Microsoft announced late Wednesday that it had exceeded earnings estimates for the ended September 30, thanks largely to strong sales of Windows 2000 and Windows Millennium Edition (Windows Me). The company saw net profits rise to $2.58 billion (compared to $2.19 billion in the same quarter a year before), while revenues totaled $5.8 billion. The company said "performance was solid" across all of its businesses, while it is "bullish" about Windows 2000, which had reportedly not been selling as well as expected. With the unexpectedly positive earnings announcement, Microsoft's stock began to rally after falling to a 52-week low earlier in the week.
"Results were solid across all businesses, led by accelerating deployments of Windows 2000 Professional in the business sector and Windows Me in the consumer arena," said Microsoft CFO John Connors. "We also continued to make great progress with our server products, proving our ability to deliver mission-critical solutions to customers such as Lycos, FreeMarkets, RadioShack, The Home Shopping Network and GMAC. While we remain guarded about worldwide economic conditions, we are extremely enthusiastic about our Windows 2000 generation of server products."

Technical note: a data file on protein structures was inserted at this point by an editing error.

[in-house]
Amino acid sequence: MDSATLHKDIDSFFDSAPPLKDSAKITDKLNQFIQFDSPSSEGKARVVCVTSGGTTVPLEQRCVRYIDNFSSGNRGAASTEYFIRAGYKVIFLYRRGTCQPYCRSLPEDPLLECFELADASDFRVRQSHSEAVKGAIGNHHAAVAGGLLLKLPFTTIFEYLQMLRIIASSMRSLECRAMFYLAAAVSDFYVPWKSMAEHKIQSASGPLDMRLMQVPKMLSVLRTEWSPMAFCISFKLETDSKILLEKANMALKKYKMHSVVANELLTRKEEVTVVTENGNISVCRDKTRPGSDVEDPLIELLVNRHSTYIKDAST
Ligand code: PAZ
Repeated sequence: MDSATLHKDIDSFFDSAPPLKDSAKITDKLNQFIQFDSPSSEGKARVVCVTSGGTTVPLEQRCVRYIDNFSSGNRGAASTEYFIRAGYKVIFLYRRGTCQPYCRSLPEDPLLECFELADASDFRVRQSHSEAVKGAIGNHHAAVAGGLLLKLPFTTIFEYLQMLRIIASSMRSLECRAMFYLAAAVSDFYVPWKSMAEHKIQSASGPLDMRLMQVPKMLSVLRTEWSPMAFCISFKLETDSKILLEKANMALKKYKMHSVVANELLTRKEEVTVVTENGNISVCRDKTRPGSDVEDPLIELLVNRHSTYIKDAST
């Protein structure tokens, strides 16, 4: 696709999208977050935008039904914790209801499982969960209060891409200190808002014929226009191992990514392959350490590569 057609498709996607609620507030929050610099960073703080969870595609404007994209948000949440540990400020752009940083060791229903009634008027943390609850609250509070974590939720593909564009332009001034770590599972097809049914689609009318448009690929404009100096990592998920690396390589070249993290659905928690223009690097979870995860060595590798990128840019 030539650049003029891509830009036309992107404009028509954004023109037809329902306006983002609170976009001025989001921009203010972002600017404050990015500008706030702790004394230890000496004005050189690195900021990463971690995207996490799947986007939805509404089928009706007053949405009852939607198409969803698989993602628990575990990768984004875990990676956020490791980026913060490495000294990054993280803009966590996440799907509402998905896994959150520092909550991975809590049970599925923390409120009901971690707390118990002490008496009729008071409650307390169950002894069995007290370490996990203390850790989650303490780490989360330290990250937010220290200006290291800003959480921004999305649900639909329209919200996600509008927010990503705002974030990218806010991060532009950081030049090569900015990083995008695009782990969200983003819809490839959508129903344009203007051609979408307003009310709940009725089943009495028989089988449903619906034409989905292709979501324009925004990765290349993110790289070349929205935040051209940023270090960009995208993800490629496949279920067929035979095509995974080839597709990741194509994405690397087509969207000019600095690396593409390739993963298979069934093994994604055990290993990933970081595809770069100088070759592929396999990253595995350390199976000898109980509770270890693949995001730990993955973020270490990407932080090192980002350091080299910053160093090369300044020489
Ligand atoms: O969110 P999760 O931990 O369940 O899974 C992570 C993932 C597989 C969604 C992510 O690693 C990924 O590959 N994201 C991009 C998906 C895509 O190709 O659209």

Microsoft points to its many product releases during the quarter, such as its .NET Enterprise Servers and Windows Me, as evidence of future earnings potential. Windows Me, which wasn't particularly well-received by the press, will nonetheless sell hundreds of millions of copies over the next twelve months, thanks to PC bundling. And many analysts expect Windows 2000 sales to jump now that the important SP1 bug-fix release is available